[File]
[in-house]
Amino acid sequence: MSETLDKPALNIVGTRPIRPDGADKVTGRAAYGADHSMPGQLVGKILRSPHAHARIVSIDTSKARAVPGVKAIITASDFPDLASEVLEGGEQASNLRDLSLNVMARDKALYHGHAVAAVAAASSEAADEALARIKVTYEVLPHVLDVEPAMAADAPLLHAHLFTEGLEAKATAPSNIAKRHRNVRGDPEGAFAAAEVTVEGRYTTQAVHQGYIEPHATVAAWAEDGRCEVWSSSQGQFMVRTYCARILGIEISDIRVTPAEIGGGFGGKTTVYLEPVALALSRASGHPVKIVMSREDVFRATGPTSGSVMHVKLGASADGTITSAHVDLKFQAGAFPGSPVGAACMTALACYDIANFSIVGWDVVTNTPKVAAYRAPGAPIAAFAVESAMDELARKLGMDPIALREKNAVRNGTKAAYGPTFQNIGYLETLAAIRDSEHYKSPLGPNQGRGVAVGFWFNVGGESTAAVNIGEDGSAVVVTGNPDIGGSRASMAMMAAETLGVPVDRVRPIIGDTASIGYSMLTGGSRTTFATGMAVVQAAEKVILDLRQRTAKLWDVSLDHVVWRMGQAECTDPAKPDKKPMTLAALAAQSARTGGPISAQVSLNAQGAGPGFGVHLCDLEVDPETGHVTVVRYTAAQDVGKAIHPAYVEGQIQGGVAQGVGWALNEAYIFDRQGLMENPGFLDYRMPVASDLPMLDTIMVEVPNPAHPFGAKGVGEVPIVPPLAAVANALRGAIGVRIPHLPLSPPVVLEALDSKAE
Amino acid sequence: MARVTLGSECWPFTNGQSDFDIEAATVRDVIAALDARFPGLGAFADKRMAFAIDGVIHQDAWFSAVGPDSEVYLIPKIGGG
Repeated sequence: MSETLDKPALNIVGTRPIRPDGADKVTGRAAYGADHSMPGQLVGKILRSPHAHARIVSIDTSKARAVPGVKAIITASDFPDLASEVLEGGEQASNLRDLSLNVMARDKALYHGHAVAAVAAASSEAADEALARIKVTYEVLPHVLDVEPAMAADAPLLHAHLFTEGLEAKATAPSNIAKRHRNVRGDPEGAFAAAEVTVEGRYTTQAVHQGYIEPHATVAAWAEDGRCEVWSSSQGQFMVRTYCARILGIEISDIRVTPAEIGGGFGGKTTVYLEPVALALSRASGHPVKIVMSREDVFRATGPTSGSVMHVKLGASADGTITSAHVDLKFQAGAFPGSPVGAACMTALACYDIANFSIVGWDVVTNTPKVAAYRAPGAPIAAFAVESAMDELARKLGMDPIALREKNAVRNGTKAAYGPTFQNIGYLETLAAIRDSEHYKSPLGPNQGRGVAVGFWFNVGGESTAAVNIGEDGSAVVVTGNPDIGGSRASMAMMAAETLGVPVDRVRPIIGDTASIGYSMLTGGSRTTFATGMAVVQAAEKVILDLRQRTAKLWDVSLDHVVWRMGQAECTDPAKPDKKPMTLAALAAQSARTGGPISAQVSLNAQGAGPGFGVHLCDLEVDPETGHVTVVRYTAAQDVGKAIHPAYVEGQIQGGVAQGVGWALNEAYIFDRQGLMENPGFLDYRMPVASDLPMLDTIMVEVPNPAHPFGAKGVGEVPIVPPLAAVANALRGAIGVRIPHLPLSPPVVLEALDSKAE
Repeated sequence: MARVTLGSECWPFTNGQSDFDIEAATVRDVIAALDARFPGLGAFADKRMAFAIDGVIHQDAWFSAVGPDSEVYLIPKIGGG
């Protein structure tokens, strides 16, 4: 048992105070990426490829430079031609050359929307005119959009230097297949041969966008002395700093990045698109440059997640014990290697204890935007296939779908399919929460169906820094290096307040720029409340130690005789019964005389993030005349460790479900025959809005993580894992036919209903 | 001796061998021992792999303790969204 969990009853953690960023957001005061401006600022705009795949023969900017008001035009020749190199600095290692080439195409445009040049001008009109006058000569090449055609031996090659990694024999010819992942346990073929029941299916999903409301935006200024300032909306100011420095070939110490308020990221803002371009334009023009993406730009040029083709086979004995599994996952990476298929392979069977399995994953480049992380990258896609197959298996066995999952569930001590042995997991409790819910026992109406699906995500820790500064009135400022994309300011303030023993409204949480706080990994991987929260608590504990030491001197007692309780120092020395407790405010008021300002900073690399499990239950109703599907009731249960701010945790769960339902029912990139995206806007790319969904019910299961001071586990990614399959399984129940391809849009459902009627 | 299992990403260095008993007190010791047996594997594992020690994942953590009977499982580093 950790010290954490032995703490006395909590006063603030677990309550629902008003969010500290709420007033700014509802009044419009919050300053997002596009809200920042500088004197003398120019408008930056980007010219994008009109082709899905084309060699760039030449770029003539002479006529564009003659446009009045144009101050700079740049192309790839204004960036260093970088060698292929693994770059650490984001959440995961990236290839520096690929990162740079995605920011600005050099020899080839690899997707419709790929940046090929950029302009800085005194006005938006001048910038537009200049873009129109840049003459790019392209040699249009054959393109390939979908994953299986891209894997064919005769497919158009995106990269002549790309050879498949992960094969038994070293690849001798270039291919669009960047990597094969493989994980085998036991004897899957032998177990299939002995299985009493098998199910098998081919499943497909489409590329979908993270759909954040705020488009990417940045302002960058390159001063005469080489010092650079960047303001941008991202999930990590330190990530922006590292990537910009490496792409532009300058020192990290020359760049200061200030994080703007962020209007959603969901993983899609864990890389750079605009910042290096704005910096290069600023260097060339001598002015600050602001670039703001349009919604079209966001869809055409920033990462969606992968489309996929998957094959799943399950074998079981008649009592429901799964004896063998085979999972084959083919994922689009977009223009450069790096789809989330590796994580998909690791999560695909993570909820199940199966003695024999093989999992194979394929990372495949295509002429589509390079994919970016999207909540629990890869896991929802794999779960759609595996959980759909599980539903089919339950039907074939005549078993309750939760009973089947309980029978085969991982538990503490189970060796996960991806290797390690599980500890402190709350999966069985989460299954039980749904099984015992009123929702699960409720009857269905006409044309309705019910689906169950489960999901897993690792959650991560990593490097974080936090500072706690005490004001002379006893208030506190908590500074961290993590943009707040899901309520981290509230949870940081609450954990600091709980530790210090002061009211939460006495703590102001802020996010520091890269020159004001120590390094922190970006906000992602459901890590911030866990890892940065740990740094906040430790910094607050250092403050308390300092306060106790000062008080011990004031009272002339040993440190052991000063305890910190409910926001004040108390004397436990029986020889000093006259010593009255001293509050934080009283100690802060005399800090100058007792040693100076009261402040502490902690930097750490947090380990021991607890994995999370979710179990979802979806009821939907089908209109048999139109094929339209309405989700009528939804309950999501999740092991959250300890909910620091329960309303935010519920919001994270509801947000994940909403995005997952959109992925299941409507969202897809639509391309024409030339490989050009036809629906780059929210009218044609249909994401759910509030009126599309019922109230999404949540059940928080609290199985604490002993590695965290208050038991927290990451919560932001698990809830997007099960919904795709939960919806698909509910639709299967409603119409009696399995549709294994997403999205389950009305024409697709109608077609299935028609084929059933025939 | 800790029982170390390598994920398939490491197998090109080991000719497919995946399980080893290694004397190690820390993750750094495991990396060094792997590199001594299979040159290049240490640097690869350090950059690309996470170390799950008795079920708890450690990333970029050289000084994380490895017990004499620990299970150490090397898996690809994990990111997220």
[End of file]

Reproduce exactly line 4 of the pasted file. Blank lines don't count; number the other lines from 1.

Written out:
Repeated sequence: MSETLDKPALNIVGTRPIRPDGADKVTGRAAYGADHSMPGQLVGKILRSPHAHARIVSIDTSKARAVPGVKAIITASDFPDLASEVLEGGEQASNLRDLSLNVMARDKALYHGHAVAAVAAASSEAADEALARIKVTYEVLPHVLDVEPAMAADAPLLHAHLFTEGLEAKATAPSNIAKRHRNVRGDPEGAFAAAEVTVEGRYTTQAVHQGYIEPHATVAAWAEDGRCEVWSSSQGQFMVRTYCARILGIEISDIRVTPAEIGGGFGGKTTVYLEPVALALSRASGHPVKIVMSREDVFRATGPTSGSVMHVKLGASADGTITSAHVDLKFQAGAFPGSPVGAACMTALACYDIANFSIVGWDVVTNTPKVAAYRAPGAPIAAFAVESAMDELARKLGMDPIALREKNAVRNGTKAAYGPTFQNIGYLETLAAIRDSEHYKSPLGPNQGRGVAVGFWFNVGGESTAAVNIGEDGSAVVVTGNPDIGGSRASMAMMAAETLGVPVDRVRPIIGDTASIGYSMLTGGSRTTFATGMAVVQAAEKVILDLRQRTAKLWDVSLDHVVWRMGQAECTDPAKPDKKPMTLAALAAQSARTGGPISAQVSLNAQGAGPGFGVHLCDLEVDPETGHVTVVRYTAAQDVGKAIHPAYVEGQIQGGVAQGVGWALNEAYIFDRQGLMENPGFLDYRMPVASDLPMLDTIMVEVPNPAHPFGAKGVGEVPIVPPLAAVANALRGAIGVRIPHLPLSPPVVLEALDSKAE